Bruins' Seguin to start season on wing

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Bruins' Seguin to start season on wing

By Joe Haggerty
CSNNE.com Bruins Insider Follow @hackswithhaggs

Tyler Seguin led the Bruins in goal-scoring during the preseason and pried open plenty of doubting eyes along the way.

Its pretty clear the 19-year-old is going to get his chance to jump up and seize a much larger role with the Bruins in his second NHL season. That could be a very good thing for the Bruins as a more explosive Seguin goes a long way toward alleviating some of the Stanley Cup hangover discussion.

In fact Seguin might just be the greatest hangover cure since Gatorade and greasy food were entered into the equation.

It also appears that the journey toward NHL stardom for Seguin will start at the wing spot in his second season with the Bruins a fact that Claude Julien confirmed on Monday afternoon with the caveat that could evolve during the 82-game regular season.

Seguin will use his skating speed and searing shot to create scoring chances from all over the offensive end, and likely wont hit the middle unless injuries gnaw away at the center depth piled up with David Krejci, Patrice Bergeron, Gregory Campbell and Chris Kelly manning the pivot. The teenager has said often that his approach doesnt change offensively whether hes playing center or wing, but it wont be surprising if Seguin shoots the puck just a little more as a winger than he might have manning the pivot.

Perhaps that could be the difference between 15 goals or 25 goals for Seguin if hes given the power play time and ice time hes made it a mission to earn this season.

Youre probably going to see a little bit of center and wing from him, said Julien when asked specifically about Seguins position. Youve got to look at what we have at center and where they are--when you have a David Krejci and Patrice Bergeron and Chris Kelly, hes such a good two-way center-man, and Gregory Campbell.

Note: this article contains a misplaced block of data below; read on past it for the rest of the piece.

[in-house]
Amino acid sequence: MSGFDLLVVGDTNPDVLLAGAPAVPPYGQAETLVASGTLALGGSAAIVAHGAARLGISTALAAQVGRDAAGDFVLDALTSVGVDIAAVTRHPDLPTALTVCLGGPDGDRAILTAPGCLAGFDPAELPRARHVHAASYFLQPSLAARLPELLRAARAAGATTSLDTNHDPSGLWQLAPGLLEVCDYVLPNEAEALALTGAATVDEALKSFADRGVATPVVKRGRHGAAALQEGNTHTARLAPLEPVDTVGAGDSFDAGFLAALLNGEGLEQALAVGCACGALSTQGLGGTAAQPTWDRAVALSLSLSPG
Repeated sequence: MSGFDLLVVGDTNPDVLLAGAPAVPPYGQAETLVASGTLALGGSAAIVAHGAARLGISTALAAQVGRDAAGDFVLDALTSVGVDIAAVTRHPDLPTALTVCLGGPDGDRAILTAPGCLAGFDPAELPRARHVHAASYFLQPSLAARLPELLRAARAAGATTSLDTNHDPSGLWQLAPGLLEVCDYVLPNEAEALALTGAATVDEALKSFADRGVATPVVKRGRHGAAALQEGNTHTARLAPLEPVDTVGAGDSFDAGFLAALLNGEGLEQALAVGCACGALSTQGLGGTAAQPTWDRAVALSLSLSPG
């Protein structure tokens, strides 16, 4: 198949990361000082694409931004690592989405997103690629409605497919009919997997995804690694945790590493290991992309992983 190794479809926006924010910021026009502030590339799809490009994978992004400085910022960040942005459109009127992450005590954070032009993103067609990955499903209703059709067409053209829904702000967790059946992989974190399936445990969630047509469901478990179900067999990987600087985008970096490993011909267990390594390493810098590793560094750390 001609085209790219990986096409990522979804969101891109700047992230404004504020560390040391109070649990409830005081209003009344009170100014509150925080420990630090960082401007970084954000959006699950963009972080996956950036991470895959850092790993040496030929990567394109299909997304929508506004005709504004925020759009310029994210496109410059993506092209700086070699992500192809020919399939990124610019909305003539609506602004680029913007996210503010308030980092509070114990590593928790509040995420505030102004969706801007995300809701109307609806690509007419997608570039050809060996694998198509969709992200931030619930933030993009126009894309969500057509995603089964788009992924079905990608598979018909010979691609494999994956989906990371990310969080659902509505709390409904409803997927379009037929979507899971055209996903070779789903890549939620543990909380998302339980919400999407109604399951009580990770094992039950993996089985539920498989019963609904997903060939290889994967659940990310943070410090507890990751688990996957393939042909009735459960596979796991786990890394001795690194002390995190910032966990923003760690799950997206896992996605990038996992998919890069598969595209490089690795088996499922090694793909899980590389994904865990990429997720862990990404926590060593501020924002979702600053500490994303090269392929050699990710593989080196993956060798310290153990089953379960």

In Tylers case you dont want him playing center-man on the fourth line . . . its not the role thats suitable for him. But at the same time its also not easy for him to come in and take David Krejcis or Patrice Bergerons spot, so the chances of him playing center would be from injures along the way.

It appears Julien has also switched into regular season mode, however, as he took Seguins situation as a ripe opportunity to challenge his current group of centers should they grow lackadaisical during the season. Seguin gives the Bs coaching staff a player that could thrive as a top-six center in the NHL if circumstances were a little bit different for Boston, and that gives Julien an effective cudgel when it comes to things like effort and compete level.

The coaches switch lines along the way to get peoples attention at times (as well), said Julien. The one thing we know is that he can play both and well find him time at each spot depending on the flow of the chemistry of our team. We understand too that Seguin is a high quality player with a high level or skill. I think right now with the way hes conducted himself in training camp, hes given himself the opportunity to bring a lot more -- to play a bigger role this year. A lot of that is going to depend on Tyler and how much he wants it.

If training camp was any indication, the 19-year-old coming off a Stanley Cup-winning season wants it pretty badly.

Joe Haggerty can be reached at jhaggerty@comcastsportsnet.com. Follow Joe on Twitter at http:twitter.comHackswithHaggs.

Saturday, Aug. 27: Adding toughness Habs' priority

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Saturday, Aug. 27: Adding toughness Habs' priority

Here are all the links from around the hockey world, and what I’m reading, after a busy morning celebrating my 3-year-old’s birthday at the trampoline park. Yee-ha.

*PHT writer Joey Alfieri says that adding toughness was a big offseason priority for the Montreal Canadiens.

*There’s at least one big fan of the Edmonton Oilers trade that brought defenseman Adam Larsson from the New Jersey Devils, and that fan’s name is Mark Letestu.

*Here’s everything you need to know about the Ice Guardians movie premiering this fall that takes a long, balanced look at the NHL enforcers.

*Roberto Luongo has an alibi for the robbery in Winnipeg with one suspect getting away in goalie equipment, and it’s funny as you would expect it to be.

*CSN Washington takes a look at the New York Rangers in their season previews for the Metro Division.

*I’m not entirely sure whether this “RIP Harambe” thing is genuine or meant to be ironic by the largely millenial group that seem so enamored with it, but I think it’s just stupid. I think the same with the crying Jordan meme…also stupid.